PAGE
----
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Or at least the "98 large corporations pull ads from Rush Limbaugh, all right-wing shock jocks" interpretation offered by the current front-page story does not appear to be warranted.

Greg Sargent, the alumnus who runs the "Plum Line" blog at the Washington Post, passes along an e-mail message from a spokesperson from Premiere Radio Networks. She confirms the accuracy of the memo discussed in the front-page story, but says:

This is a routine communication that notifies our affiliates’ traffic managers of advertisers that prefer not to be in ANY potentially controversial programs. It is prepared and disseminated on a quarterly basis.
If this is correct, there's a good chance that many or most of the sponsors on the list have been there for quite a while. A lot of companies simply shy away from any sort of controversy as much as they can, so Limbaugh's latest atrocity wouldn't have made any difference for them.

What would be interesting to see is how much bigger this list is than last quarter's list was; some portion of the difference might plausibly be attributable to Limbaugh's smearing of Sandra Fluke. Of the sponsors that are new to the list, it would be useful to know how many of them have actually advertised on Limbaugh's show in the recent past--those are the ones that are actually hitting him and Premiere in the pocketbook. If a sponsor is new to the list but never actually bought time on Limbaugh anyway, that doesn't really affect his bottom line.

The guy's down to PSAs and ads for gold coins anyway. There's no need to muddy the waters by misrepresenting the number of sponsors he's lost.

Originally posted to phenry on Mon Mar 12, 2012 at 01:30 PM PDT.

Also republished by Tactful Saboteurs.

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Comment Preferences

  •  That's what I thought when I read the memo. (6+ / 0-)
    Recommended by:
    Roadbed Guy, Bob Duck, phenry, Sylv, NYFM, SoCalSal

    These are not necessarily advertisers who've dropped Rush, but, rather, advertisers who never want to be heard on his program.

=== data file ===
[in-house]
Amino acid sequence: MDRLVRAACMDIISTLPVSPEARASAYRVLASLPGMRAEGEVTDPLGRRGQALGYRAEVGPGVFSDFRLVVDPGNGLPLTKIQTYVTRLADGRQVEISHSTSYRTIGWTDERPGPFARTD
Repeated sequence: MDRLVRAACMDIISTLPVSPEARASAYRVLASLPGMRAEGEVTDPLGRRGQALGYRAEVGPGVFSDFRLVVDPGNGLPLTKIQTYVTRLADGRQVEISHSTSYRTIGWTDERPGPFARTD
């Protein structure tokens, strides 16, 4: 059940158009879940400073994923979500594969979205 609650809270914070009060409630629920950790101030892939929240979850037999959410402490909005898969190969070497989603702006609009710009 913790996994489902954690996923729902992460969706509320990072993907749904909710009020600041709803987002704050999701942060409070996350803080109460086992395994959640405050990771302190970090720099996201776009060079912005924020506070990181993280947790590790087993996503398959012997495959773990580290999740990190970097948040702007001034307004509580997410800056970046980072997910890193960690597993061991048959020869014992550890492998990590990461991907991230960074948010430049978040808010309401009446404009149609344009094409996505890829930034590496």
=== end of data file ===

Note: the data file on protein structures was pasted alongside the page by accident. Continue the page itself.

There's a difference.

  •  Except Sargent isn't (2+ / 0-)
    Recommended by:
    Lasgalen Lothir, Sylv

    stating this definitively.


    What’s unclear is whether this is a direct reaction to the Limbaugh controversy. Nearly 100 major advertisers are asking to be excluded from these shows. That hardly seems routine. The question now is whether anything like this has happened before and whether these companies previously were okay advertising on these shows, before the “slut” controversy broke out.

    Nelson didn’t respond to repeated requests for a follow interview so I could get clarification on these points.

    Premiere has defended Limbaugh’s right to controversial opinions and said that his apology was sufficient. But this memo raises at least the possibility that Limbaugh is on the verge of losing far more advertisers than previously thought, though more clarification is in order. More when I learn it.


    UPDATE: Ultra Violet, a group that organizes around issues important to women and has launched a campaign to pressure advertisers to drop Limbaugh, is up with a new ad on D.C. cable pressing the issue on Mitt Romney.

  •  You are correct. (6+ / 0-)

    I'll re-post what I said in the original diary here:  Premiere sends out this memo every now and again.  It'll be sent out at the start of the year, and then periodically throughout the year.  I could pretty much recite it from heart at this point.